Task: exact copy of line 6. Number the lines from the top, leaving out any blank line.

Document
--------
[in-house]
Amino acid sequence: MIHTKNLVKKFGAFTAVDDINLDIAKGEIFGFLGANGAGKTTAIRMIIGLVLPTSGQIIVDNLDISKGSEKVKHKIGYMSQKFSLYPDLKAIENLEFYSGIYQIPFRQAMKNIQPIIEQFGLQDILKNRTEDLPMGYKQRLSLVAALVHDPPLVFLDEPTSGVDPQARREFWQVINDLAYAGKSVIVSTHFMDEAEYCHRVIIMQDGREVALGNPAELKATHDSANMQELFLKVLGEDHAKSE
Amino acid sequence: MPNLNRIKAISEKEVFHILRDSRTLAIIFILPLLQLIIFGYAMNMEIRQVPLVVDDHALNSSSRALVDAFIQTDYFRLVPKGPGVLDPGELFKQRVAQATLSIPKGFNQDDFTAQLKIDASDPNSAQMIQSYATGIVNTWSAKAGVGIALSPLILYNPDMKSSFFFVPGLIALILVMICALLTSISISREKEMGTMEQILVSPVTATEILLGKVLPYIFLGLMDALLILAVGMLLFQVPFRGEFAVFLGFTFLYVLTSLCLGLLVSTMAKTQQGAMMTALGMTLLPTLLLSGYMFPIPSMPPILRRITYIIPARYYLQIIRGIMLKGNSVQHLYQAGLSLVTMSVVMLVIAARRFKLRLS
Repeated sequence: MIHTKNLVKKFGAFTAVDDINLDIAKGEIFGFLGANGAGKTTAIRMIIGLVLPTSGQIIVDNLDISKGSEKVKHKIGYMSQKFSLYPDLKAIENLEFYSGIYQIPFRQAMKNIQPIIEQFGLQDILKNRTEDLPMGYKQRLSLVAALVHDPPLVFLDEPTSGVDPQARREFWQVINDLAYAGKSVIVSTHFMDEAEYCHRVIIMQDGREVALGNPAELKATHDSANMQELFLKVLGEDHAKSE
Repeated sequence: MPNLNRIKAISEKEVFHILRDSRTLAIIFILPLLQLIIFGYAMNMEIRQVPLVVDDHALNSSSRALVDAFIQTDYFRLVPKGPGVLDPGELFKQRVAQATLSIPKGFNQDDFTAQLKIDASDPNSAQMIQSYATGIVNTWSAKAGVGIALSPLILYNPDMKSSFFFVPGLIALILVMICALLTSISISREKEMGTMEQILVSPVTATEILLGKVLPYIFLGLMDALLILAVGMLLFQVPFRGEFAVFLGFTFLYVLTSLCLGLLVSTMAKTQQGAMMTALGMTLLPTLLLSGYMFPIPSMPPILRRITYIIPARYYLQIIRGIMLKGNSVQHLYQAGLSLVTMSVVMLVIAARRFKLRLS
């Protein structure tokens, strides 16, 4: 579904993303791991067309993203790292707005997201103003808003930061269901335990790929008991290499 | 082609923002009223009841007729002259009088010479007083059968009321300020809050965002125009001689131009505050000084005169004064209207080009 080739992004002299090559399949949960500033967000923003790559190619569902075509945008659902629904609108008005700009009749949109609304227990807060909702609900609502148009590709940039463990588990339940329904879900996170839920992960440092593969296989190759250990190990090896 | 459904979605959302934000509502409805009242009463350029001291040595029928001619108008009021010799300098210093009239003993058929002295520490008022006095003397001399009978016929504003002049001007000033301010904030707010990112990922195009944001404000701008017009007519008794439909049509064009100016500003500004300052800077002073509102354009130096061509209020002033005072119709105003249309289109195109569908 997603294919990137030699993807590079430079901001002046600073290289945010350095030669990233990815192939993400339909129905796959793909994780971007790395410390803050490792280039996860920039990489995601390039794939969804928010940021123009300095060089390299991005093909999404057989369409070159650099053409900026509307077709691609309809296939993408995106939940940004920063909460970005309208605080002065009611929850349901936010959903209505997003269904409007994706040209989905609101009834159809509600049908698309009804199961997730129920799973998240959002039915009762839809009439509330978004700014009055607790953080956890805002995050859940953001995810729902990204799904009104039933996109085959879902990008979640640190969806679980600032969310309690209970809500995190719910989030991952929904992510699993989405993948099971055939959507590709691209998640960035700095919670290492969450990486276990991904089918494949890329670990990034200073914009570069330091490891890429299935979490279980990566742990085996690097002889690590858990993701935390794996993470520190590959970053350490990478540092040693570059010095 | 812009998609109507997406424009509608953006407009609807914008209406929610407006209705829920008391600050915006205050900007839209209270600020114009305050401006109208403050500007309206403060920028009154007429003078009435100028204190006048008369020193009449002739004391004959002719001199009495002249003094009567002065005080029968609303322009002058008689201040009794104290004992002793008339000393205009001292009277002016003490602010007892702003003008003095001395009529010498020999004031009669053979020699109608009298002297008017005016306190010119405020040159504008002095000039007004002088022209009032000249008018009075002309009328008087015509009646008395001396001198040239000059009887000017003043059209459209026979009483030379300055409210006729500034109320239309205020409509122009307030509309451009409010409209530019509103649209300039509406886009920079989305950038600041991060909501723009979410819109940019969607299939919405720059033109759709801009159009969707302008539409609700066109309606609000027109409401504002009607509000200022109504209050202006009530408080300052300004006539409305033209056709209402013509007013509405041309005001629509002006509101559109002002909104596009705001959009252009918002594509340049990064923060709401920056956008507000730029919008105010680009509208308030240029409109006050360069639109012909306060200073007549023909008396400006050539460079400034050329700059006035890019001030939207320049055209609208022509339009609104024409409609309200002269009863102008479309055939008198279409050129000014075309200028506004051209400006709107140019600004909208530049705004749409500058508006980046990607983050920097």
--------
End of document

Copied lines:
């Protein structure tokens, strides 16, 4: 579904993303791991067309993203790292707005997201103003808003930061269901335990790929008991290499 | 082609923002009223009841007729002259009088010479007083059968009321300020809050965002125009001689131009505050000084005169004064209207080009 080739992004002299090559399949949960500033967000923003790559190619569902075509945008659902629904609108008005700009009749949109609304227990807060909702609900609502148009590709940039463990588990339940329904879900996170839920992960440092593969296989190759250990190990090896 | 459904979605959302934000509502409805009242009463350029001291040595029928001619108008009021010799300098210093009239003993058929002295520490008022006095003397001399009978016929504003002049001007000033301010904030707010990112990922195009944001404000701008017009007519008794439909049509064009100016500003500004300052800077002073509102354009130096061509209020002033005072119709105003249309289109195109569908 997603294919990137030699993807590079430079901001002046600073290289945010350095030669990233990815192939993400339909129905796959793909994780971007790395410390803050490792280039996860920039990489995601390039794939969804928010940021123009300095060089390299991005093909999404057989369409070159650099053409900026509307077709691609309809296939993408995106939940940004920063909460970005309208605080002065009611929850349901936010959903209505997003269904409007994706040209989905609101009834159809509600049908698309009804199961997730129920799973998240959002039915009762839809009439509330978004700014009055607790953080956890805002995050859940953001995810729902990204799904009104039933996109085959879902990008979640640190969806679980600032969310309690209970809500995190719910989030991952929904992510699993989405993948099971055939959507590709691209998640960035700095919670290492969450990486276990991904089918494949890329670990990034200073914009570069330091490891890429299935979490279980990566742990085996690097002889690590858990993701935390794996993470520190590959970053350490990478540092040693570059010095 | 812009998609109507997406424009509608953006407009609807914008209406929610407006209705829920008391600050915006205050900007839209209270600020114009305050401006109208403050500007309206403060920028009154007429003078009435100028204190006048008369020193009449002739004391004959002719001199009495002249003094009567002065005080029968609303322009002058008689201040009794104290004992002793008339000393205009001292009277002016003490602010007892702003003008003095001395009529010498020999004031009669053979020699109608009298002297008017005016306190010119405020040159504008002095000039007004002088022209009032000249008018009075002309009328008087015509009646008395001396001198040239000059009887000017003043059209459209026979009483030379300055409210006729500034109320239309205020409509122009307030509309451009409010409209530019509103649209300039509406886009920079989305950038600041991060909501723009979410819109940019969607299939919405720059033109759709801009159009969707302008539409609700066109309606609000027109409401504002009607509000200022109504209050202006009530408080300052300004006539409305033209056709209402013509007013509405041309005001629509002006509101559109002002909104596009705001959009252009918002594509340049990064923060709401920056956008507000730029919008105010680009509208308030240029409109006050360069639109012909306060200073007549023909008396400006050539460079400034050329700059006035890019001030939207320049055209609208022509339009609104024409409609309200002269009863102008479309055939008198279409050129000014075309200028506004051209400006709107140019600004909208530049705004749409500058508006980046990607983050920097």